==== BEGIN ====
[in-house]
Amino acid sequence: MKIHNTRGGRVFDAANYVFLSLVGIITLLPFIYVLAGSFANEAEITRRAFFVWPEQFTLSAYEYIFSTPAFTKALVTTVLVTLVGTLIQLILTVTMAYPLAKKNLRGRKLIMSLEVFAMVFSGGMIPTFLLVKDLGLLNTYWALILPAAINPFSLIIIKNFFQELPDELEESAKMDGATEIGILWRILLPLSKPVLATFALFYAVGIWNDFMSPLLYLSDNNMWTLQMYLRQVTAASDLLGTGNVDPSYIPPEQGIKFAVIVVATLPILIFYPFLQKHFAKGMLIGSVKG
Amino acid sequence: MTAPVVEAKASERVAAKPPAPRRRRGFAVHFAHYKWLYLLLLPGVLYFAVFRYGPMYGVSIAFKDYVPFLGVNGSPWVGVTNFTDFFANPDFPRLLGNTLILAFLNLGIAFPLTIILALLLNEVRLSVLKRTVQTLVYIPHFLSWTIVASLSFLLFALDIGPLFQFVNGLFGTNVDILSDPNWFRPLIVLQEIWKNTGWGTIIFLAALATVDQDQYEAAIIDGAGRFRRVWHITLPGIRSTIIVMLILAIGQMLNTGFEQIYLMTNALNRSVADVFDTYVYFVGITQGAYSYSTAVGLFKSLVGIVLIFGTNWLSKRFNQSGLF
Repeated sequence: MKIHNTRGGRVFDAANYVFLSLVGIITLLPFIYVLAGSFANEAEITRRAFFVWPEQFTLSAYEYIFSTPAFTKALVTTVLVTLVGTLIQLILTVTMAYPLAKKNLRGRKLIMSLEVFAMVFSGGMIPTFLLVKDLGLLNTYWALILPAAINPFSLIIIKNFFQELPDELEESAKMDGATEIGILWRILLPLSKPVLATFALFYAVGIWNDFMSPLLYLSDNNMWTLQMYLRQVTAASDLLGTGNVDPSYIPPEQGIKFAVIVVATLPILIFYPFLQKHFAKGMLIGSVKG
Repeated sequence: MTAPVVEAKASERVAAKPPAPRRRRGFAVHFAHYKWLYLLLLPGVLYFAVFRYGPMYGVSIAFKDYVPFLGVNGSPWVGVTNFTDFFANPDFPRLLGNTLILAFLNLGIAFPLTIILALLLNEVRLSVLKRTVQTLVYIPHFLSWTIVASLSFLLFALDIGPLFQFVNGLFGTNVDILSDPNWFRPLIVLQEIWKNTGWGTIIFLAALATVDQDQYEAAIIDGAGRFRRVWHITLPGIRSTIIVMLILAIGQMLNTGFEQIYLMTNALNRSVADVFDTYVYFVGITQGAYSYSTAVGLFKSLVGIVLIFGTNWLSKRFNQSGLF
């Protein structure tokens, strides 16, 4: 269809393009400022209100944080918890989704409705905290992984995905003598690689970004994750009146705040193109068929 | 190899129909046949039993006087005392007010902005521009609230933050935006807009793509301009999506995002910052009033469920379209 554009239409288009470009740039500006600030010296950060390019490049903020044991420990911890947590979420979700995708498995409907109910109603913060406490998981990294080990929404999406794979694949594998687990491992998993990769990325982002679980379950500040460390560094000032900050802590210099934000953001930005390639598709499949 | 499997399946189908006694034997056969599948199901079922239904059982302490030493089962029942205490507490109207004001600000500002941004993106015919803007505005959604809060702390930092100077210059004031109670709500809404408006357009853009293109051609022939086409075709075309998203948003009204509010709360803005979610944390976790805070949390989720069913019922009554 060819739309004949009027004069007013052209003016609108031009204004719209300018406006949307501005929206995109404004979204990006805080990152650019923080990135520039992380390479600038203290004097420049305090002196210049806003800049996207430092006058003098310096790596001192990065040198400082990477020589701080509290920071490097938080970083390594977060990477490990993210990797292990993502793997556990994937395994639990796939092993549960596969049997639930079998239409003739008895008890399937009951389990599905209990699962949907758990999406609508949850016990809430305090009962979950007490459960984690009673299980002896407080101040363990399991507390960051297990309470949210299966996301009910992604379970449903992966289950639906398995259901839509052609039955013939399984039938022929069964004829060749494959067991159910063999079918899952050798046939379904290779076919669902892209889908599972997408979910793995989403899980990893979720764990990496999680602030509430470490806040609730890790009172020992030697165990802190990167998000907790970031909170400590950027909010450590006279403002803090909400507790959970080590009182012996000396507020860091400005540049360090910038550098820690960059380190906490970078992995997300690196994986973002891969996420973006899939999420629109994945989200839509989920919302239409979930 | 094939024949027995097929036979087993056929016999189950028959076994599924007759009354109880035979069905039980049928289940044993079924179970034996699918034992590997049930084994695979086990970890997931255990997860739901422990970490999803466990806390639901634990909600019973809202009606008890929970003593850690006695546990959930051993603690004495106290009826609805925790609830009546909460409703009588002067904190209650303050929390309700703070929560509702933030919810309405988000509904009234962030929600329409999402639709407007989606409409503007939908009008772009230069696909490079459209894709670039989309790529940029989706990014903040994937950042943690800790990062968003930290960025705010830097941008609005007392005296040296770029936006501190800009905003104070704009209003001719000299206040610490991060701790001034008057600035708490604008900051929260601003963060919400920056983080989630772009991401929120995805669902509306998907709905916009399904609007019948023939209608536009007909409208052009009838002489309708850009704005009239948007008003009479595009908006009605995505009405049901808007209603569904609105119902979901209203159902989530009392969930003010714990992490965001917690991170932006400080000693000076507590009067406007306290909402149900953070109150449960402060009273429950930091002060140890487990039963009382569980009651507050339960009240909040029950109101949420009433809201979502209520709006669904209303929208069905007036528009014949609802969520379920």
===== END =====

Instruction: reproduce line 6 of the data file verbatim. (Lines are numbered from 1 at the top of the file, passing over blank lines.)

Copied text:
């Protein structure tokens, strides 16, 4: 269809393009400022209100944080918890989704409705905290992984995905003598690689970004994750009146705040193109068929 | 190899129909046949039993006087005392007010902005521009609230933050935006807009793509301009999506995002910052009033469920379209 554009239409288009470009740039500006600030010296950060390019490049903020044991420990911890947590979420979700995708498995409907109910109603913060406490998981990294080990929404999406794979694949594998687990491992998993990769990325982002679980379950500040460390560094000032900050802590210099934000953001930005390639598709499949 | 499997399946189908006694034997056969599948199901079922239904059982302490030493089962029942205490507490109207004001600000500002941004993106015919803007505005959604809060702390930092100077210059004031109670709500809404408006357009853009293109051609022939086409075709075309998203948003009204509010709360803005979610944390976790805070949390989720069913019922009554 060819739309004949009027004069007013052209003016609108031009204004719209300018406006949307501005929206995109404004979204990006805080990152650019923080990135520039992380390479600038203290004097420049305090002196210049806003800049996207430092006058003098310096790596001192990065040198400082990477020589701080509290920071490097938080970083390594977060990477490990993210990797292990993502793997556990994937395994639990796939092993549960596969049997639930079998239409003739008895008890399937009951389990599905209990699962949907758990999406609508949850016990809430305090009962979950007490459960984690009673299980002896407080101040363990399991507390960051297990309470949210299966996301009910992604379970449903992966289950639906398995259901839509052609039955013939399984039938022929069964004829060749494959067991159910063999079918899952050798046939379904290779076919669902892209889908599972997408979910793995989403899980990893979720764990990496999680602030509430470490806040609730890790009172020992030697165990802190990167998000907790970031909170400590950027909010450590006279403002803090909400507790959970080590009182012996000396507020860091400005540049360090910038550098820690960059380190906490970078992995997300690196994986973002891969996420973006899939999420629109994945989200839509989920919302239409979930 | 094939024949027995097929036979087993056929016999189950028959076994599924007759009354109880035979069905039980049928289940044993079924179970034996699918034992590997049930084994695979086990970890997931255990997860739901422990970490999803466990806390639901634990909600019973809202009606008890929970003593850690006695546990959930051993603690004495106290009826609805925790609830009546909460409703009588002067904190209650303050929390309700703070929560509702933030919810309405988000509904009234962030929600329409999402639709407007989606409409503007939908009008772009230069696909490079459209894709670039989309790529940029989706990014903040994937950042943690800790990062968003930290960025705010830097941008609005007392005296040296770029936006501190800009905003104070704009209003001719000299206040610490991060701790001034008057600035708490604008900051929260601003963060919400920056983080989630772009991401929120995805669902509306998907709905916009399904609007019948023939209608536009007909409208052009009838002489309708850009704005009239948007008003009479595009908006009605995505009405049901808007209603569904609105119902979901209203159902989530009392969930003010714990992490965001917690991170932006400080000693000076507590009067406007306290909402149900953070109150449960402060009273429950930091002060140890487990039963009382569980009651507050339960009240909040029950109101949420009433809201979502209520709006669904209303929208069905007036528009014949609802969520379920």